“We anticipate no small amount of ridicule,” she read, and remarked: “Some things never change.”
America’s most famous Republican elected official quietly took a commercial flight into sleepy Central New York Thursday, and spent Friday on a private tour of landmarks of early feminism Harriet Tubman’s House, the Women’s Rights National Historic Park, and the National Women’s Hall of Fame — for the low-key beginning of a week-long return to the lower 48 states and another step in the attempt to recalibrate her public image.
Palin, consumed by the media freak-show during last fall’s presidential campaign and its aftermath, is taking a deliberately low-key path, and making sure to link the visit to her responsibilities as governor.
She’s traveling with her husband, Todd, and her 14-year old daughter, Willow, as well as her sister and nephew, and the public events are deliberately focused and on a human scale. She has a single political aide, spokeswoman Meghan Stapleton, and two volunteer advance men. Her staff have scheduled no mass rallies or major addresses, and made no attempt to court the media, or even inform it of her plans, which have been announced piecemeal by the groups hosting her.
She is to participate in a march to raise money for autism research Sunday in Westchester and accept an award on Long Island for her work on behalf of people with developmental disabilities.
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But as the first woman on a national Republican ticket, the party’s top grassroots star, and an obvious contender for the 2012 nomination, she’s a sought-after guest whose every move will be studied for political intent. And for, some of the buzz is too good to pass up. She’s expected to join former New York City Mayor Rudolph Giuliani at a Yankee game. And though she riled Washington allies earlier this year by turning down an invitation to headline this week’s joint fundraiser of the House and Senate Republican campaign committees in Washington, she may now stop by the event, a source said, though Stapleton declined to comment on her schedule.
But Palin, whose popularity at home declined after the presidential campaign, is trying to keep the core of the trip is focused on her native Alaska: Shell be the headliner tomorrow at an event in Auburn marking the 50th Anniversary of Alaska Statehood at the historic home of former Secretary of State William Seward. Seward’s 1867 purchase of Alaska from Russia – Seward’s folly — as it was known at the time, though the label is discouraged around here may have been the most controversial Arctic acquisition until McCain chose to add Palin to his ticket. Local authorities say they expect more than 20,000 people for the Founder’s Day event linking Auburn and Alaska. And Palin will be holding meetings in Washington, D.C. and Texas on a natural resources issue, Stapleton said likely negotiations over a key pipeline project.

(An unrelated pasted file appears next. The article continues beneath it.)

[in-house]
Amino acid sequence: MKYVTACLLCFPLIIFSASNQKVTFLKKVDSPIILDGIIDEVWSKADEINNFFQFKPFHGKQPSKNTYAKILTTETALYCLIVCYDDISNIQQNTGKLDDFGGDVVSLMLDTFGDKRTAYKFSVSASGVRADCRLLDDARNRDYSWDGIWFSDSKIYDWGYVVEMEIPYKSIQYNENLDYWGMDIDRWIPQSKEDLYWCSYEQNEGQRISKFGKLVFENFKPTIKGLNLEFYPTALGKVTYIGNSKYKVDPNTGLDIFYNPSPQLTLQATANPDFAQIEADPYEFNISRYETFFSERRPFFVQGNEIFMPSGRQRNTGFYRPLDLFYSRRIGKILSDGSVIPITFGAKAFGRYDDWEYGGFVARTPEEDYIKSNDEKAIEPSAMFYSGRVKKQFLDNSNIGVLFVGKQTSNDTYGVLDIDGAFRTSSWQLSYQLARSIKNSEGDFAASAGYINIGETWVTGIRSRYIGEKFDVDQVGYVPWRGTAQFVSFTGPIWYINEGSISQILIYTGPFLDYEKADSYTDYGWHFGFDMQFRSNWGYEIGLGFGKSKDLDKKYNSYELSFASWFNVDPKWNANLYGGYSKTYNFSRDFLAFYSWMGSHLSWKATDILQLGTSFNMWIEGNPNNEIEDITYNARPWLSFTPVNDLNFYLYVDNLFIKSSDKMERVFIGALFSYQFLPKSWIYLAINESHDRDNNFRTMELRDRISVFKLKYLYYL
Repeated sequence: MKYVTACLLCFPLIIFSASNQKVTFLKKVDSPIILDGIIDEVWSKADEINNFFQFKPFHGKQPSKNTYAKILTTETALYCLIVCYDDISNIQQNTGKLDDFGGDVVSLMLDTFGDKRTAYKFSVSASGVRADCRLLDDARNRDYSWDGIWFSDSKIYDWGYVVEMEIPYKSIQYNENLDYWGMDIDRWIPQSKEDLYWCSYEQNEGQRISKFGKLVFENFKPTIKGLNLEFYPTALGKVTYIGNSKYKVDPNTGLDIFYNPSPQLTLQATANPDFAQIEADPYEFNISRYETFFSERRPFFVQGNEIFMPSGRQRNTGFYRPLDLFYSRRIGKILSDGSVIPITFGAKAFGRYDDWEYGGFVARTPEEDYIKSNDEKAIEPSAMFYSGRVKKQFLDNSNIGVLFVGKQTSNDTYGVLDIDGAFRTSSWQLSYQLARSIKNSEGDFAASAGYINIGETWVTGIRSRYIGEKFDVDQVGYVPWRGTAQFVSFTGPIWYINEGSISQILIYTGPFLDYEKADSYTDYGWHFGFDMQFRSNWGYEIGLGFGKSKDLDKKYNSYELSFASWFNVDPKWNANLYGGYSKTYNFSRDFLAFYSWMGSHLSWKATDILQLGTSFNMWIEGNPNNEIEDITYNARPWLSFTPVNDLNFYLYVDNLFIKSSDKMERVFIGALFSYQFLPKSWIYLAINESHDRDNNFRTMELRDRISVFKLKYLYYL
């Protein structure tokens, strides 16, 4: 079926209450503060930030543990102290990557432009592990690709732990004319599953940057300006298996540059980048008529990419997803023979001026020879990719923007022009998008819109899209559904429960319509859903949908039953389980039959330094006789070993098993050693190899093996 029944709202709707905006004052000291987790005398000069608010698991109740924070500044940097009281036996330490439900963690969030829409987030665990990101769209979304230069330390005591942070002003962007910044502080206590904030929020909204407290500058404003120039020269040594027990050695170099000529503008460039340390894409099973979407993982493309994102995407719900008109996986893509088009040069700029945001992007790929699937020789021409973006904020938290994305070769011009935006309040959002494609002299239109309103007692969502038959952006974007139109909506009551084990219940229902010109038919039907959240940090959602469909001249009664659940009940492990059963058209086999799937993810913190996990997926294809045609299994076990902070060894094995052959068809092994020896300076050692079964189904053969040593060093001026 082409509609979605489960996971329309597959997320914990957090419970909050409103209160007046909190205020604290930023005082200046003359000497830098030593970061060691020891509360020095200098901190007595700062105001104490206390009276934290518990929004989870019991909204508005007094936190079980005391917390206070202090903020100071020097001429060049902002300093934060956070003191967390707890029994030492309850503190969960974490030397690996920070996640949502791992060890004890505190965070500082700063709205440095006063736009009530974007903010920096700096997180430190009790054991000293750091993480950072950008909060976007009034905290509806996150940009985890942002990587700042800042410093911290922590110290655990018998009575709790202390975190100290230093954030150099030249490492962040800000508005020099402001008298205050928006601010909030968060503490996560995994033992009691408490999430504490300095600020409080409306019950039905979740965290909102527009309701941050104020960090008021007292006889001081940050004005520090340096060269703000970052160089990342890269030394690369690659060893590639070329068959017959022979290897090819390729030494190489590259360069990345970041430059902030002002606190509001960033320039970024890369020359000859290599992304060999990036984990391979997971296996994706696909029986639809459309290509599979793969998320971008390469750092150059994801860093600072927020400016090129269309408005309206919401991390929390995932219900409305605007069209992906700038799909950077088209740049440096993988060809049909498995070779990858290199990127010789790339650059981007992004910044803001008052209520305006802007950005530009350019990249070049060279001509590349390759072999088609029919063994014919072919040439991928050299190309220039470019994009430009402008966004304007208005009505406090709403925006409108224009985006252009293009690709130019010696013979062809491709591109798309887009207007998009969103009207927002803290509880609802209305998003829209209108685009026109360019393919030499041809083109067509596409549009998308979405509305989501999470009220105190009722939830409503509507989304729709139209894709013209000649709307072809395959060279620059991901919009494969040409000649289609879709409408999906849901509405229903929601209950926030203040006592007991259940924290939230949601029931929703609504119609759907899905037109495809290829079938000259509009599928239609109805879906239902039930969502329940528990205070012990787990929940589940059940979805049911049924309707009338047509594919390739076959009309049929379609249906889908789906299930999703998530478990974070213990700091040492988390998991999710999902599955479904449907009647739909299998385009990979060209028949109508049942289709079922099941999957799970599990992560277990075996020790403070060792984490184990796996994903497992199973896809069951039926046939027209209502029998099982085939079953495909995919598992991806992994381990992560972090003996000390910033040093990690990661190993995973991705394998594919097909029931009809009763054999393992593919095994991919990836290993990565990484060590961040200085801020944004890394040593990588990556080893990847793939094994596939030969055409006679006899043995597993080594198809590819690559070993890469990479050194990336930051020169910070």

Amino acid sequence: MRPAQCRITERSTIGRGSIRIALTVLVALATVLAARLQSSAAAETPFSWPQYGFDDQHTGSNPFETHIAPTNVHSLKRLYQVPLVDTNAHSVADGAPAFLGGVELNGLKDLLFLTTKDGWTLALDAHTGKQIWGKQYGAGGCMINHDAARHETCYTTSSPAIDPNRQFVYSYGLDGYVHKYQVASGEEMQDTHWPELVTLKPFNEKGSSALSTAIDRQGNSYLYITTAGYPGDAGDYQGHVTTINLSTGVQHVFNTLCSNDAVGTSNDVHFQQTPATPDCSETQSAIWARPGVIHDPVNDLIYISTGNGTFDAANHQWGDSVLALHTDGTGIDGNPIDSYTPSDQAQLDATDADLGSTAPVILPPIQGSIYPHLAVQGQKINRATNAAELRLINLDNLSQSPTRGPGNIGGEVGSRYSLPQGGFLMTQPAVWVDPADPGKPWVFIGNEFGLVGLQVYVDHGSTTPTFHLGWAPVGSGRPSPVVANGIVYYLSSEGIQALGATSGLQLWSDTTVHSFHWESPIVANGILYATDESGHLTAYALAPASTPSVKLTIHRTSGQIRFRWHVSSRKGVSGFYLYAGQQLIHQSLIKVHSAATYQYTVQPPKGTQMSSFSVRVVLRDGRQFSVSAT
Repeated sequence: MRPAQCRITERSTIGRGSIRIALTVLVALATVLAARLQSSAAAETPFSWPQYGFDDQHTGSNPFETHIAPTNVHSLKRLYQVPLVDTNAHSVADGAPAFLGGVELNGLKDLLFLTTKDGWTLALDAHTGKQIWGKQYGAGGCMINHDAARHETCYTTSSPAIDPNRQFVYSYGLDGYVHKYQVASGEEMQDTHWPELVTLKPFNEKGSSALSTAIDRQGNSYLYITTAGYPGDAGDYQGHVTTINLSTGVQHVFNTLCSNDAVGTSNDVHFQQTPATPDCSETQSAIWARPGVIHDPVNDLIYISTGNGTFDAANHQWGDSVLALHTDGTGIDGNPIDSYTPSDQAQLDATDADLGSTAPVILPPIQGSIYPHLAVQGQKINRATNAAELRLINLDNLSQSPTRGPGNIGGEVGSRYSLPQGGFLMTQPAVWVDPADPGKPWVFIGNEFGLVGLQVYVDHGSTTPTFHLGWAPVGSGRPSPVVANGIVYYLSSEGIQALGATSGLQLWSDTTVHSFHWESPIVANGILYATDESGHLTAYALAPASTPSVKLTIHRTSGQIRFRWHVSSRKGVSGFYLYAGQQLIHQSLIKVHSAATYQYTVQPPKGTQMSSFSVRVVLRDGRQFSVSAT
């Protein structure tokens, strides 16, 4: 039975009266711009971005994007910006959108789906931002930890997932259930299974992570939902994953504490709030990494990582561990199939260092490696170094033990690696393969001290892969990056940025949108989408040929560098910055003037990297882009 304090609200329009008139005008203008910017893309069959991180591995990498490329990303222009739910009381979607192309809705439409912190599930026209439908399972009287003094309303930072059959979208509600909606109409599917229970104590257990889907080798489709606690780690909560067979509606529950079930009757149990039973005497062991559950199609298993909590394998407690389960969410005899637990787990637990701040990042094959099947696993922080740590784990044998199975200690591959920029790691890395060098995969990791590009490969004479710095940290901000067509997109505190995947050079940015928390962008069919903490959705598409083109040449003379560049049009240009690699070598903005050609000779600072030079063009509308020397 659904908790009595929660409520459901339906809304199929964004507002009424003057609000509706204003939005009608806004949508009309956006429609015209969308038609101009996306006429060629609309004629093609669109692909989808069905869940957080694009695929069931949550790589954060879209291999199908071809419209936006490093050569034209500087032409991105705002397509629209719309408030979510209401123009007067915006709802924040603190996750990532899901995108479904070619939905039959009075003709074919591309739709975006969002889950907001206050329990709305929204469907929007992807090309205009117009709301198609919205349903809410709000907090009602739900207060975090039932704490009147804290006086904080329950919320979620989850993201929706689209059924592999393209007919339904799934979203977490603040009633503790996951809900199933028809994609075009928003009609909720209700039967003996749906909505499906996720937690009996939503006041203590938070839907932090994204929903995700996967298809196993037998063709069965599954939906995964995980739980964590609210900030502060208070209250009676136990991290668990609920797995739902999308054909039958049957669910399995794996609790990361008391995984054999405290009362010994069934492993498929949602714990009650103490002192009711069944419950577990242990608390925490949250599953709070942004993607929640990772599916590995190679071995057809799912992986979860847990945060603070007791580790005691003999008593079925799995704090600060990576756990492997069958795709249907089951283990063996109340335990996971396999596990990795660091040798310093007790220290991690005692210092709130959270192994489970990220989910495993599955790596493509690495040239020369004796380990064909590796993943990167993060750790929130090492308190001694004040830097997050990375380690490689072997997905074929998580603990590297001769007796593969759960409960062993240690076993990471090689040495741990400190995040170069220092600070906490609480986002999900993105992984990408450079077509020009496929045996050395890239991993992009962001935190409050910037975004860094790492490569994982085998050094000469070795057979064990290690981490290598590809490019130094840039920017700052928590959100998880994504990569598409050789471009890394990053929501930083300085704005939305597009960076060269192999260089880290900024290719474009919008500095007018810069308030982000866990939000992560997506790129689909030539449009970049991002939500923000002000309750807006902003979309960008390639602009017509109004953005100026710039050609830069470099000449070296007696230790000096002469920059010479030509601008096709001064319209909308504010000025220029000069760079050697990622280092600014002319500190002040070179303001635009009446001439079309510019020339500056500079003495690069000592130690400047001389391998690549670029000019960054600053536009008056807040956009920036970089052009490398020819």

Friday, though, Palin started her day at Tubman’s five-room house in Auburn.
“This is so good for our country,” she told the president of the foundation that manages the house, Karen Hill. She admired a 1960s-vintage painting of an angel hovering behind a young African-American boy.
“She knew something had to be taken care of and she stepped up and she did it,” Palin said of Tubman after leaving the house.
Her four-car motorcade, including two black SUVs provided by the New York State Police, then headed to Seneca Falls, where Palin, bright red toenails visible in open shoes, trooped through a museum that focuses on the 19th cenury origins of the American women’s movement in Upstate New York.
“It was so recent, yet it feels so foreign,” she said of the time before women had the right to vote, standing in front of pictures of Elizabeth Cady Stanton and Lucretia Mott.
Palin also remarked with pleasure on a black and white photograph of four women aiming pistols, and passed in silence under another of a woman holding aloft a sign reading, “Black lesbian feminist.”
She then toured the National Women’s Hall of Fame a block away, concluding with a handshake for the town’s mayor, Diana Smith, and a word of cheer for “mommy mayors and girl governors.”
Palin was accompanied only by a reporter and photographer from the Syracuse Post-Standard and a reporter from POLITICO. Earlier in the day, an aide said, she’d greeted some 50 political supporters over breakfast at a local diner.
“I think the more things change, the more they stay the same in some arenas,” she told POLITICO of her own experience as a woman in public life, though she hastened to add that on the presidential campaign, “I don’t know if I was treated any differently.”
It was an honor, she said, “– getting to be here and to see those who have paved the way to allow me and other women standing on their shoulders to progress . I have so much appreciation for all of their efforts, and their success.”
She cited in particular the role of Susan B. Anthony, the feminist pioneer who was also staunchly anti-abortion.
The women’s movement, she said, contains “a common thread of desiring protection for women – for me that includes our youngest sisters – that’s girls in the womb.”
Palin declined to comment on the nomination of the second woman, Judge Sonia Sotomayor, to serve on the Supreme Court.
“A judicial appointment – I don’t consider gender to be any kind of litmus test,” she said. “I would judge her on her credentials and on her record before I would comment on her gender.”
As Palin talked to reporters on Seneca Falls’ main street, Norma Grant, 71, emerged from a beauty parlor with a simple message: “Run, please run.”
“Thank you - you are encouraging,” Palin replied.
Then the Palins stopped for a turkey sandwich at a diner in downtown Seneca Falls where, a little after 1:00 p.m. 9:00 a.m. in Anchorage Stapleton checked the time.
“Alaska’s waking up,” she said.